In this case, class X must be abstract because it does not fully implement Y, but class XX does, in fact, implement Y.

Class Members

An abstract class may have static fields and static methods. You can use these static members with a class reference (for example, AbstractClass.staticMethod()) as you would with any other class.

Answers to Questions and Exercises: Inheritance

Questions

Question 1: Consider the following two classes:

public class ClassA {
    public void methodOne(int i) {
    }
    public void methodTwo(int i) {
    }
    public static void methodThree(int i) {
    }
    public static void methodFour(int i) {
    }
}

public class ClassB extends ClassA {
    public static void methodOne(int i) {
    }
    public void methodTwo(int i) {
    }
    public void methodThree(int i) {
    }
    public static void methodFour(int i) {
    }
}

Question a: Which method overrides a method in the superclass?
Answer a: methodTwo

Question b: Which method hides a method in the superclass?
Answer b: methodFour

Question c: What do the other methods do?
Answer c: They cause compile-time errors.

Question 2: Consider the Card, Deck, and DisplayDeck classes you wrote in the previous exercise. What Object methods should each of these classes override?
Answer: Card and Deck should override equals, hashCode, and toString.

Exercises

Exercise 1: Write the implementations for the methods that you answered in question 2.
Answer : 

public class Card2 {
    private int rank;
    private int suit;

    public final static int DIAMONDS = 1;
    public final static int CLUBS = 2;
    public final static int HEARTS = 3;
    public final static int SPADES = 4;

    public final static int ACE = 1;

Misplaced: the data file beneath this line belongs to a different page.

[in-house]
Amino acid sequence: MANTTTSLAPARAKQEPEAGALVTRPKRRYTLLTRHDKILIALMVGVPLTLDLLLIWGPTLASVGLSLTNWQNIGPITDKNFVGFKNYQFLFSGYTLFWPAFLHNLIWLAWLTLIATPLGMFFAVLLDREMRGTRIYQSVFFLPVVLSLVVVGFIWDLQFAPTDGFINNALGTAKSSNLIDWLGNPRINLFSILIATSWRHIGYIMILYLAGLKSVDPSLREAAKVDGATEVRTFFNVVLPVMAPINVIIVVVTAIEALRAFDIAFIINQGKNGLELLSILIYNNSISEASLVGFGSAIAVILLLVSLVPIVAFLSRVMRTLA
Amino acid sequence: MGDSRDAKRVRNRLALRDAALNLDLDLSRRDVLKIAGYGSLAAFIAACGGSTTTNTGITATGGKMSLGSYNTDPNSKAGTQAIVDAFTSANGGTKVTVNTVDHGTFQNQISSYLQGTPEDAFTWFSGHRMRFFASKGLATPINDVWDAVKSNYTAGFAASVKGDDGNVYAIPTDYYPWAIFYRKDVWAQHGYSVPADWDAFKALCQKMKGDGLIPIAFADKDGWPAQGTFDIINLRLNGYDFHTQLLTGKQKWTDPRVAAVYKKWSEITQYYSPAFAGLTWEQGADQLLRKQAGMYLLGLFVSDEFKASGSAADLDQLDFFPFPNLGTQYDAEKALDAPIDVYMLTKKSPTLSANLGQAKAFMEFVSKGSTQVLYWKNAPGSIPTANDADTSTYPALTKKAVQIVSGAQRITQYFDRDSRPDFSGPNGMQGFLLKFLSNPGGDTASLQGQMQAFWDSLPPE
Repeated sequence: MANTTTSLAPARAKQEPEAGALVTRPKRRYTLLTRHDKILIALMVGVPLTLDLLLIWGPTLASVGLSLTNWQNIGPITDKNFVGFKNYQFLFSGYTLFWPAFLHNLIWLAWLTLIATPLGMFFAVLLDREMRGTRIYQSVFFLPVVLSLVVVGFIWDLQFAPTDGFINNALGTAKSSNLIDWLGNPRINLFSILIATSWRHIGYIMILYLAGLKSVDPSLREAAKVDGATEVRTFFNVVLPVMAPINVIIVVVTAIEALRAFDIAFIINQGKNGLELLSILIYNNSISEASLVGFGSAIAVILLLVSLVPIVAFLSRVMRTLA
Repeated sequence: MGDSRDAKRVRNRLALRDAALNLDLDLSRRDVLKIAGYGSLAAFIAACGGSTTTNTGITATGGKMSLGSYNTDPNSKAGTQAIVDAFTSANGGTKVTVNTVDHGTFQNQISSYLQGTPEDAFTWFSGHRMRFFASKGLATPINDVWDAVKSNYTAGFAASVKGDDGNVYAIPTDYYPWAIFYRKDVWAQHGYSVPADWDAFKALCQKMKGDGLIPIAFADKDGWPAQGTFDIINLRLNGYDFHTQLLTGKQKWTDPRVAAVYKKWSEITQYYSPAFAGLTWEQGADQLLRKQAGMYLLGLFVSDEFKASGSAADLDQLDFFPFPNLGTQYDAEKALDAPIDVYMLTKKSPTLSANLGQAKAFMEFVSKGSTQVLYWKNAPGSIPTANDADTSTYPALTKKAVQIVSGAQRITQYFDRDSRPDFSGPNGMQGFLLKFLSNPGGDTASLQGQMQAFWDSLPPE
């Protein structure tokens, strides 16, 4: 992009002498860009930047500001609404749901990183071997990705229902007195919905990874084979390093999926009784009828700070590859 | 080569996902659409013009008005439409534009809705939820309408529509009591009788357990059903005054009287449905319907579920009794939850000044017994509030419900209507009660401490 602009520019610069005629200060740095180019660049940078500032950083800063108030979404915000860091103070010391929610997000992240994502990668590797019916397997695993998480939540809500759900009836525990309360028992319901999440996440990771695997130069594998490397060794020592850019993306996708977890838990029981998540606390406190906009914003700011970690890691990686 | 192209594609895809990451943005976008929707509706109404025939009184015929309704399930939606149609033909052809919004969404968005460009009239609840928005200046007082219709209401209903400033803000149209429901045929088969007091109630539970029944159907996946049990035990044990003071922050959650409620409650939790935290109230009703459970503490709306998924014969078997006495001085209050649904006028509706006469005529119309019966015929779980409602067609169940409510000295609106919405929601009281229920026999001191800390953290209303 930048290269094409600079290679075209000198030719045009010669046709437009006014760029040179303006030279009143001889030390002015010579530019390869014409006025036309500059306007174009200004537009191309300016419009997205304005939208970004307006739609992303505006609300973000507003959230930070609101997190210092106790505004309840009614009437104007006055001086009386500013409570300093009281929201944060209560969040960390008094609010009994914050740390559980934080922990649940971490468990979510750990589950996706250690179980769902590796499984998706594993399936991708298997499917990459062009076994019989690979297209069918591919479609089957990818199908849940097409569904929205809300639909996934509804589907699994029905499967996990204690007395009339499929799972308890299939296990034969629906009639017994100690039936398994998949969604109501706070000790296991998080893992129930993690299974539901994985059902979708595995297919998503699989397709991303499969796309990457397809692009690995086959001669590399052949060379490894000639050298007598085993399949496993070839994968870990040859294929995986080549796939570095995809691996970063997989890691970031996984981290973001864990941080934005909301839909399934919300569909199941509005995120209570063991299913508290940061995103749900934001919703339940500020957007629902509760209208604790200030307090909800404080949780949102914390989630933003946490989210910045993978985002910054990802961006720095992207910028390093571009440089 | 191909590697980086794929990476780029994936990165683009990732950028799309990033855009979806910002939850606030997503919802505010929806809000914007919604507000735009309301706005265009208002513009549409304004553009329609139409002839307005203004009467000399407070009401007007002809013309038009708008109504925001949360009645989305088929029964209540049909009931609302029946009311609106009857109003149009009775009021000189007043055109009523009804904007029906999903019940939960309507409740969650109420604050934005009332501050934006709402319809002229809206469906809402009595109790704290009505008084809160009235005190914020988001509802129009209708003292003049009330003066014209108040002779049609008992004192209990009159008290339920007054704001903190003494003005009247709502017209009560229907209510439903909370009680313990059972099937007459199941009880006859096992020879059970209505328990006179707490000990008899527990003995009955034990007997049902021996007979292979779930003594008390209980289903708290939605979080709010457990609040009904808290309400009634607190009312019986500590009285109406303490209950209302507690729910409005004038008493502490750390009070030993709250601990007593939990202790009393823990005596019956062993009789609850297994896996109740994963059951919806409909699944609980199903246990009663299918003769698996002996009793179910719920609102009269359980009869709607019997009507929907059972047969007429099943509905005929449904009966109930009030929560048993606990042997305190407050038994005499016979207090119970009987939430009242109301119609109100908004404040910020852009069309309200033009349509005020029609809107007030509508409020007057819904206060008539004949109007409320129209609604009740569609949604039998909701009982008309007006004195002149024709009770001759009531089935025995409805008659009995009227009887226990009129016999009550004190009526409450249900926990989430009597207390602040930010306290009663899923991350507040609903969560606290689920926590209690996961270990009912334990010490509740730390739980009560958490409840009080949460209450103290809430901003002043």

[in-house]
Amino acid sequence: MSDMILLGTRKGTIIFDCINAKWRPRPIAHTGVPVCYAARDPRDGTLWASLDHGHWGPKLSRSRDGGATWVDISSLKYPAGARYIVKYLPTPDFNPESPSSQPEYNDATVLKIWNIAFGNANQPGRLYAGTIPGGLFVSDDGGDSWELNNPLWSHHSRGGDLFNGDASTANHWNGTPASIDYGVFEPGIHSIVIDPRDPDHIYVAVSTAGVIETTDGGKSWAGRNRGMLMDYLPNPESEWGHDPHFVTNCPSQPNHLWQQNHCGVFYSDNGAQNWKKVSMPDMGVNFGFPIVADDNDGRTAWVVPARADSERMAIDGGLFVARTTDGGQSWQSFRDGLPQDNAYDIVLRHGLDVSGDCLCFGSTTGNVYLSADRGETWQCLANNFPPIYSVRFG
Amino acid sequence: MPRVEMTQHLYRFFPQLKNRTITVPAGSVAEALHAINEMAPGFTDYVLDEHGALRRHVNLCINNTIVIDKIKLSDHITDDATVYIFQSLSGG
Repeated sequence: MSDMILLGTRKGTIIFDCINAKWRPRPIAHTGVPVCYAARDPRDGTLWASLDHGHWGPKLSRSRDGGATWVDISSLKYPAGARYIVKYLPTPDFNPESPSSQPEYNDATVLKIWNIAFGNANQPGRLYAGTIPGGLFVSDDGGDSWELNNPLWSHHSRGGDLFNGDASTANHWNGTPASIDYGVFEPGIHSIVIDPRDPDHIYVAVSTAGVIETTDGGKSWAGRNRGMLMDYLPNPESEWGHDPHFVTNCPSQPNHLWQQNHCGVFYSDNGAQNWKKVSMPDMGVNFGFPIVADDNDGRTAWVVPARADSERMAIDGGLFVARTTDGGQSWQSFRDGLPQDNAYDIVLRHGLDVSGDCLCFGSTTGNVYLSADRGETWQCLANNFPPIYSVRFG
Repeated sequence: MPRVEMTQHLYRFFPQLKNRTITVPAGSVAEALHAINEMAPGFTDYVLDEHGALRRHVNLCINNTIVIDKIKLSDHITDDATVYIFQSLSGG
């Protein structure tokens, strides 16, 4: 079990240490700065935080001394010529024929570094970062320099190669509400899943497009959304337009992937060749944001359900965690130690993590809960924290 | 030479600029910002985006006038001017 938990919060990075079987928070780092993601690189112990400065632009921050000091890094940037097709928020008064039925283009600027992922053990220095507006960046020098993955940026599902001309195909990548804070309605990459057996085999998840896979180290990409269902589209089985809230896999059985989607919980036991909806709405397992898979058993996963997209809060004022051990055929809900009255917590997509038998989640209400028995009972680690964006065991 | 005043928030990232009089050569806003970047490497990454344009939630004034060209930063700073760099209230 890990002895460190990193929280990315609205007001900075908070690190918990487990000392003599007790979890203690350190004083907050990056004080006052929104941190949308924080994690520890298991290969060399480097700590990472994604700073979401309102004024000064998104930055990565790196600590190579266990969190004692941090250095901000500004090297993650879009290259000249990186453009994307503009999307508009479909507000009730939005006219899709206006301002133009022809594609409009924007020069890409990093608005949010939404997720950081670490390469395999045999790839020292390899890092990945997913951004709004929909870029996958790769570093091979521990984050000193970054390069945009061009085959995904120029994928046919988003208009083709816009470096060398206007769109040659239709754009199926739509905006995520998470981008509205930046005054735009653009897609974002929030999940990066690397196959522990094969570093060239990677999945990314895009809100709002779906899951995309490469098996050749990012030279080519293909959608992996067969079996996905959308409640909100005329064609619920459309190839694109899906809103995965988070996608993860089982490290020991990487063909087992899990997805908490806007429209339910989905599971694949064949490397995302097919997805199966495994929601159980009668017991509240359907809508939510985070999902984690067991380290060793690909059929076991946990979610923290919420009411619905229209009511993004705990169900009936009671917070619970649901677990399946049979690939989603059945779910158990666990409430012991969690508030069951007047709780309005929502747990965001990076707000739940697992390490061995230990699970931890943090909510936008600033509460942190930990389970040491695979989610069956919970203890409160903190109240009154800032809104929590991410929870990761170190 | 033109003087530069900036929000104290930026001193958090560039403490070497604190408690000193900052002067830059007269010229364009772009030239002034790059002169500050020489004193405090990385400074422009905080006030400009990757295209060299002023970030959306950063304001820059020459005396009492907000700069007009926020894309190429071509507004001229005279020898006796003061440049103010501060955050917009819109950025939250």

public final static int DEUCE = 2;
    public final static int THREE = 3;
    public final static int FOUR = 4;
    public final static int FIVE = 5;
    public final static int SIX = 6;
    public final static int SEVEN = 7;
    public final static int EIGHT = 8;
    public final static int NINE = 9;
    public final static int TEN = 10;
    public final static int JACK = 11;
    public final static int QUEEN = 12;
    public final static int KING = 13;

    public Card2(int rank, int suit) {
        this.rank = rank;
        this.suit = suit;
    }

    public int getSuit() {
        return suit;
    }

    public int getRank() {
        return rank;
    }

    public static boolean isValidRank(int rank) {
        return ACE <= rank && rank <= KING;
    }

    public static boolean isValidSuit(int suit) {
        return DIAMONDS <= suit && suit <= SPADES;
    }

    public boolean equals(Object obj) {
        if (obj instanceof Card2) {
            if (((Card2)obj).getRank() == this.rank &&
                ((Card2)obj).getSuit() == this.suit) {
                return true;
            } else {
                return false;
            }
        } else {
            return false;
        }
    }

    public int hashCode() {
        return ((suit-1)*13)+rank;
    }

    public String toString() {
        return rankToString(this.rank) + " of "
               + suitToString(this.suit);
    }

    public static String rankToString(int rank) {
        switch (rank) {
            case ACE:
                return "Ace";
            case DEUCE:
                return "Deuce";
            case THREE:
                return "Three";
            case FOUR: 
                return "Four";
            case FIVE:
                return "Five";
            case SIX:
                return "Six";
            case SEVEN:
                return "Seven";
            case EIGHT:
                return "Eight";
            case NINE:
                return "Nine";
            case TEN:
                return "Ten";
            case JACK:
                return "Jack";
            case QUEEN:
                return "Queen";
            case KING:
                return "King";
            default:
                //Handle an illegal argument.  There are generally two ways
                //to handle invalid arguments, throwing an exception (see
                //the section on Handling Exceptions):
                throw new IllegalArgumentException("Invalid rank " + rank);
                //or
                //return null;
        }
    }

    public static String suitToString(int suit) {
        String result = "";
        switch (suit) {
            case DIAMONDS:
                return "Diamonds";
            case CLUBS:
                return "Clubs";
            case HEARTS:
                return "Hearts";
            case SPADES:
                return "Spades";
            default:
                throw new IllegalArgumentException("Invalid suit " + suit);
        }
    }

    public static void main(String... args) {
        new Card2(ACE, DIAMONDS);
        new Card2(KING, SPADES);
    }
}